Almost exactly two years ago, an escort published a book in which she asserted that the University of Louisville had plied men’s basketball recruits and their fathers with alcohol and prostitutes over several years. The explosive allegations shocked observers, and prompted the university to open an internal investigation.
For most campuses, that would have been a month’s worst headline. But Louisville is not just any campus.
A few weeks after the escort’s book was published, the university’s president, James R. Ramsey, donned a sombrero and posed for a group photo with members of his staff, some of whom also wore fake mustaches and carried maracas. They said the stereotypical costumes were part of a Halloween party, but the ensuing outrage over the racial insensitivity prompted Mr. Ramsey to apologize. The editor of the university’s student newspaper observed that if fraternity members had been caught doing what Mr. Ramsey and his staff had done, “they would be in huge trouble.”
The last 24 months have seen a seemingly nonstop flood of abysmal headlines for the University of Louisville. It’s endured multiple investigations of several stripes, it’s faced an intense vacuum of leadership, and its very accreditation seems under threat. The news on Wednesday — that the basketball coach, Rick Pitino, and the athletic director, Tom Jurich, had been placed on administrative leave after another high-profile scandal — was just the cherry on top.
Months later, a compliance officer filed a whistle-blower complaint against the university’s administration, asserting that it had enforced conflict-of-interest rules laxly, including in the case of one of the officials who had been investigated by the FBI.
Meanwhile, the National Collegiate Athletic Association placed Louisville under investigation for the prostitution allegations, and in early 2016 the university imposed on itself athletic penalties, including a postseason ban for the men’s basketball team. The NCAA later imposed additional sanctions.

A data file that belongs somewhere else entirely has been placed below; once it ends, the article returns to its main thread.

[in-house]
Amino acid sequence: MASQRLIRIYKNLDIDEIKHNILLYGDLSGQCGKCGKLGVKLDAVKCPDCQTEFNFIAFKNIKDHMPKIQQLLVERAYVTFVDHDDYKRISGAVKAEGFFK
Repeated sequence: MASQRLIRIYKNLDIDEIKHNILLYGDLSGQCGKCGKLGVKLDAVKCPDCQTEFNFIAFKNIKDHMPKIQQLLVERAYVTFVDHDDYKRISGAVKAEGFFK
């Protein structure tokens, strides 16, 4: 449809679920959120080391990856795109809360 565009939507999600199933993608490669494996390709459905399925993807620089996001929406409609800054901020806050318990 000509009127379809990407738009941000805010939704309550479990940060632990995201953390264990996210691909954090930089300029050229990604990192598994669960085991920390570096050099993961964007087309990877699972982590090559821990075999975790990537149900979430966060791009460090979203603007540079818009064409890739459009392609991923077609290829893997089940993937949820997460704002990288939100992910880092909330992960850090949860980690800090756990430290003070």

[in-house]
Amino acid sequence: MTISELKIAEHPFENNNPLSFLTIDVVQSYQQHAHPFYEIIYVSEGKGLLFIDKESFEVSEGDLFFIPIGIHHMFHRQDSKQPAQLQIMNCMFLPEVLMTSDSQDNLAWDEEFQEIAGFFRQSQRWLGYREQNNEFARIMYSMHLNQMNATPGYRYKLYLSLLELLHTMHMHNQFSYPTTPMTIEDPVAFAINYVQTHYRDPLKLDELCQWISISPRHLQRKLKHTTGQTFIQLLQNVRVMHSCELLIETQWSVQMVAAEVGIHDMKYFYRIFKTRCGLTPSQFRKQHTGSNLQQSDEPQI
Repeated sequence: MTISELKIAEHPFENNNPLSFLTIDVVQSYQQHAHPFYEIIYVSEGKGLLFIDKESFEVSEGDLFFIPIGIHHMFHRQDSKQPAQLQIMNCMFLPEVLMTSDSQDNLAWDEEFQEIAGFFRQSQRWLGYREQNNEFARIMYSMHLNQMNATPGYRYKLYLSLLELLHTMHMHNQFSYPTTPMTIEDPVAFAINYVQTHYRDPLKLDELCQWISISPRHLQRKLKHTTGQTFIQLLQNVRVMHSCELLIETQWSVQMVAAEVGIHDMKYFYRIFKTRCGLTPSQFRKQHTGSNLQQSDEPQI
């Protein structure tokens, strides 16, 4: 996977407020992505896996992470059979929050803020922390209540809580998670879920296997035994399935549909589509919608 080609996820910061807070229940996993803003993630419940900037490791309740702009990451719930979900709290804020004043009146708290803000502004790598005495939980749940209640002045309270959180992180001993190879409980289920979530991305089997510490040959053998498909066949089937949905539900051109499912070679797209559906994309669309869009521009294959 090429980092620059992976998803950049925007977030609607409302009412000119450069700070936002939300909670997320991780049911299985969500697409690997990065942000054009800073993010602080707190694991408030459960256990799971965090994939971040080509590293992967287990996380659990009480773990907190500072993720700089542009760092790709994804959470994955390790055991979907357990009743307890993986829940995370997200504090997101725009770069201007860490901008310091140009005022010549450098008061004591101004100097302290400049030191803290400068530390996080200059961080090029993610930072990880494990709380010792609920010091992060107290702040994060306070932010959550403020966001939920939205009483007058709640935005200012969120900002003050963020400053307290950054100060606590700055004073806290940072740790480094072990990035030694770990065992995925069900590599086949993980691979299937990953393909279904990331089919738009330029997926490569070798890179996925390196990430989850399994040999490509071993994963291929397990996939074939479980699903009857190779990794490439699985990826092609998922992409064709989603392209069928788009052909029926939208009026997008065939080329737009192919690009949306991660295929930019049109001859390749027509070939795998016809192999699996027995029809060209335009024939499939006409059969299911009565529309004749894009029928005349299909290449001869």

In March of that year, critics of Mr. Ramsey tried but failed at a meeting of the governing board to force a no-confidence vote in the president. Mr. Ramsey didn’t take that criticism lying down, writing in an open letter to the campus that members of the board should be blamed for “discord, anger, and tension.” He added that he was “disappointed” in them.
Large Controversies and Small
But Mr. Ramsey, a Louisville native whose leadership was largely credited for the astronomical growth of the institution, was not long in his post. In June 2016, Kentucky’s Republican governor, Matt Bevin, announced that Mr. Ramsey would resign and, extraordinarily, that the entire governing board would be dissolved. Governor Bevin blamed it for the university’s dysfunction.
But a legal battle broke out over the governor’s ability to do what he said he’d done. The state’s Democratic attorney general sued over Mr. Bevin’s move, and courts blocked it from taking effect. But this past January, the Kentucky legislature enacted a measure enshrining Mr. Bevin’s new board in law.
Mr. Ramsey may have been out of the presidency, but he retained his post as president of the university’s foundation. Amid larger infighting between the foundation and its trustees, one trustee demanded Mr. Ramsey be fired from that post, and two donors said they would not give money to the foundation until it was audited. Mr. Ramsey did resign from that presidency in September 2016, and outside consultants embarked on an audit of the foundation.
Those results came in this year, with the consultants finding a laundry list of improper practices by the foundation, including excessive spending and secrecy. For one, the consultants found that a hard drive belonging to Mr. Ramsey had been wiped clean before the audit.
It was amid those large controversies that smaller ones were able to fly under the radar. The Kentucky Center for Investigative Reporting found in October 2016 that, at the urging of a donor, the foundation had purchased a factory building in Oklahoma that seemed to serve no academic purpose.
Meanwhile, a leadership vacuum has persisted. After Mr. Ramsey’s resignation, the provost, Neville G. Pinto, stepped in as interim president. But Mr. Pinto soon left to become president of the University of Cincinnati, and Gregory C. Postel, the interim executive vice president for health affairs, became interim president. Mr. Postel told The Chronicle in June that he was interested in taking the permanent job.
So Tuesday’s revelation — that two coaches in the basketball program had funneled money from Adidas, the sportswear giant, to recruits — and the subsequent discipline of Mr. Pitino and Mr. Jurich were just the latest in an incomprehensibly long string of scandals. (It was also revealed that Mr. Jurich’s daughter works for Adidas.)
“I’m more angry than embarrassed,” Mr. Postel said in a news conference. As to Mr. Pitino’s replacement, the interim president said: “We will be looking for someone with integrity.”